The Woman Who Fell to Earth review

The Woman Whe Fell to Earth

So, all the wait is over and we’ve had the first episode of a new era for Doctor Who. The Doctor is female, younger and despite all the external changes, still very much the Doctor! I’ve watched it twice, and even slept on it, so hopefully my thoughts are more measured than they might have been.

I rather enjoyed it. How much and why? Let’s chat… Ok, and there will be spoilers…

The Woman Who Fell to Earth

I’ve lots to say so I’ll break it into chunks – feel free to skip to the bits you’re most interested in! I’ve also taken some pictures from the latest gallery.

Jodie Whittaker’s Thirteenth Doctor

Well, Jodie Whittaker has arrived, and a largely strong performance perhaps yet to find full definition. First run through I thought the dialogue was very David Tennant in places though second run I thought it more Christopher Eccleston! [As an aside I think this kind of comparison, if not always useful or even apparent to others, is part of the psychology of watching the show as a fan. Expect a post on the topic.]

In reality I need a few episodes to get the character established in my mind, but core values are there with the need to help, an alien perspective and a desire to coach people (eg with the good questions comments). Daring and resourceful the Doctor still acts through others and has lines that must not be crossed. I wonder how the costume will change the way the character is performed? Let’s wait for next time!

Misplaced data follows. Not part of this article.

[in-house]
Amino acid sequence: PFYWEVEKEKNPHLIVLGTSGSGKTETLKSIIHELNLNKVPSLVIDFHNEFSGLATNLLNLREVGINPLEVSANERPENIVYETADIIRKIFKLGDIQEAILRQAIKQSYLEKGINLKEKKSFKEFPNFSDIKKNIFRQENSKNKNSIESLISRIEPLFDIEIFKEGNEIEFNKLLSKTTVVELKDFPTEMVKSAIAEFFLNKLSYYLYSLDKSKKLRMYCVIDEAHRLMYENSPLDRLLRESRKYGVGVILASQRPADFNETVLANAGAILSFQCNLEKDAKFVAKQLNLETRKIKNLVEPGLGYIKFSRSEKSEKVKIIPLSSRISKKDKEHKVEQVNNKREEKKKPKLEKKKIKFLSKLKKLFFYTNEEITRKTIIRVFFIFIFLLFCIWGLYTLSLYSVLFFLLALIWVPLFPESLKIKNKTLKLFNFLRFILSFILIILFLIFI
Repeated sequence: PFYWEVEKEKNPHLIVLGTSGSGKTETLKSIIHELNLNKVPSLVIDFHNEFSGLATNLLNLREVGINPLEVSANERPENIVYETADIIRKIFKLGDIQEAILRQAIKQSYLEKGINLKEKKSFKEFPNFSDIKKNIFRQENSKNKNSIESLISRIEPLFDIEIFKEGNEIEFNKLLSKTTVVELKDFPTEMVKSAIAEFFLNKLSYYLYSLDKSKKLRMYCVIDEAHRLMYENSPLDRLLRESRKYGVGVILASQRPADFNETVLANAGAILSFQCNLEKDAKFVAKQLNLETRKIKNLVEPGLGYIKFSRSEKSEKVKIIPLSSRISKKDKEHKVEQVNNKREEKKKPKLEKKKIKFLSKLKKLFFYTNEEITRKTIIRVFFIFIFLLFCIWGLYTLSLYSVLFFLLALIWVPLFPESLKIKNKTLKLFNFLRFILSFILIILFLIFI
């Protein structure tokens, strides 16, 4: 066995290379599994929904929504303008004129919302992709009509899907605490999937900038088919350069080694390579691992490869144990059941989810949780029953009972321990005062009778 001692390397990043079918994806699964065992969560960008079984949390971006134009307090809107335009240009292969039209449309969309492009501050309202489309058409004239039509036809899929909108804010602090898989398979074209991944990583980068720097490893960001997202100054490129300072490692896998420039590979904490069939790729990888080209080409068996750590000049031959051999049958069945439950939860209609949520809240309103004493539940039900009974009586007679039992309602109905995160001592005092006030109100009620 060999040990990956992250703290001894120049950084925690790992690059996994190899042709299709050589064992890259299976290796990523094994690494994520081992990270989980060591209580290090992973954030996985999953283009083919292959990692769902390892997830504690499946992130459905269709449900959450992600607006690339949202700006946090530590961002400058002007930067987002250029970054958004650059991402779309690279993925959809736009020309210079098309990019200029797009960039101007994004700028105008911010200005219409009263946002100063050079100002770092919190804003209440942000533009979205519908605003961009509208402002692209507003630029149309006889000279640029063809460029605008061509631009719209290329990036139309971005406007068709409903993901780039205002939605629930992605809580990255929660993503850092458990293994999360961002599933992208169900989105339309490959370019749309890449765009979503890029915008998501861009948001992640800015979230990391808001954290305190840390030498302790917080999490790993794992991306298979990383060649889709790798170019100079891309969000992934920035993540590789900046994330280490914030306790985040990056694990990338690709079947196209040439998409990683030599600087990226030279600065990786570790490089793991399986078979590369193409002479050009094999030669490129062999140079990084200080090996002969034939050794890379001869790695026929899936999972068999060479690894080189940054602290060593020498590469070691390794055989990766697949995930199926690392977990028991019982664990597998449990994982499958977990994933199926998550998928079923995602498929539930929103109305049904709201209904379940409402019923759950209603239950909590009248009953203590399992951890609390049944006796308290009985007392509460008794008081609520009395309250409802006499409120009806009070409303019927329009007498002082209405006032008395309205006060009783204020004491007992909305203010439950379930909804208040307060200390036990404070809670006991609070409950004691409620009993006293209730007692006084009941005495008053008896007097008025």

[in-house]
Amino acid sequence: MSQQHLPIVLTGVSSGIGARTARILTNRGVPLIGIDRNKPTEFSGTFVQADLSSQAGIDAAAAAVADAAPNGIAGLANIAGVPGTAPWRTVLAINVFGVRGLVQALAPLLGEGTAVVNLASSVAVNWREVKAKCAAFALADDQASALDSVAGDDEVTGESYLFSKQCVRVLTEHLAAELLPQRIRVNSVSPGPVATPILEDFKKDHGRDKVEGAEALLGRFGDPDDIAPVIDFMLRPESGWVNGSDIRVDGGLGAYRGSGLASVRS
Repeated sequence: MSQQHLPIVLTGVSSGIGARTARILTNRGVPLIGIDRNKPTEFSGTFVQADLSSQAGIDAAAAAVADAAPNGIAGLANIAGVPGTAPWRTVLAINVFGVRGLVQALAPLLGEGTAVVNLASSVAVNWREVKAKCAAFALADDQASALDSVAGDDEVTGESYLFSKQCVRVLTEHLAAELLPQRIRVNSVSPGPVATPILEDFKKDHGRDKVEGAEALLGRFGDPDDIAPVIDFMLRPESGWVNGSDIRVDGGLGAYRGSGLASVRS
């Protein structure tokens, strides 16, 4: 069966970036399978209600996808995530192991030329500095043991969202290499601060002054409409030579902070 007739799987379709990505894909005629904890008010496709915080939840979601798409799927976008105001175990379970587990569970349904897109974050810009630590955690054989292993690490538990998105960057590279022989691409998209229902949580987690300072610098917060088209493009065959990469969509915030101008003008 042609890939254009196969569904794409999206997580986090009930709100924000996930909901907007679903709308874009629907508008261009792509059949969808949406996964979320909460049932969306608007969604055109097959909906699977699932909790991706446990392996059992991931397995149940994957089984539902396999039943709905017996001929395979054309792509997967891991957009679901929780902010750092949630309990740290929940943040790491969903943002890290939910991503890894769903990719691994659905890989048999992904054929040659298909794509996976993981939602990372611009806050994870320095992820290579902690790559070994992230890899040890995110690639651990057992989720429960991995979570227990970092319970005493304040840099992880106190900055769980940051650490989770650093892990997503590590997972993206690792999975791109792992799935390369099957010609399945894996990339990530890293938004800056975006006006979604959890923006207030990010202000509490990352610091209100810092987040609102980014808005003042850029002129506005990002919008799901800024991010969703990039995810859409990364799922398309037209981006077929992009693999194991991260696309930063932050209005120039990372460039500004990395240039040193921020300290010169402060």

The Story

I made it three major strands, apart from any season long aspects not yet visible. There’s a central alien menace to be defeated and in many ways its the pretext to draw the companions into the Doctor’s orbit. Tim Shaw (Samuel Oatley) was performed with gusto, had a touch of horror [a bit Class-like – see my earlier point on psychology].

The longest thread was the story of Grace’s family: Ryan Sinclair (Tosin Cole), Graham o’Brien (Bradley Walsh) and Ryan’s school friend become probationary police officer Yasmin Kahn, aka Yaz (Mandip Gill). There’s death, relationships with potential a-plenty and now they’ve been swept up into travelling with the Doctor. How will they develop? We’ll find out.

Then their’s the Doctor’s thread. We’ve had regeneration trauma / confusion many times now, and it did take some airtime as well as give us plenty of exposition. As to the length of the story, it allowed lots of time for characters to chat but felt different (see Style later) and it would have been easy to cut back. It does mean we’ve learned somethings about Ryan and Graham though.

The story was stripped back a long way in terms of tropes, with the TARDIS not present though referred to. The sonic appeared halfway through, and I may post (ie winge) about the pedigree of the new sonic elsewhere. Interestingly the Doctor’s patience became thinner once she had the sonic, and Graham was treated to a complaint about too many questions. Maybe that’s just how she will deal with him as opposed to the others?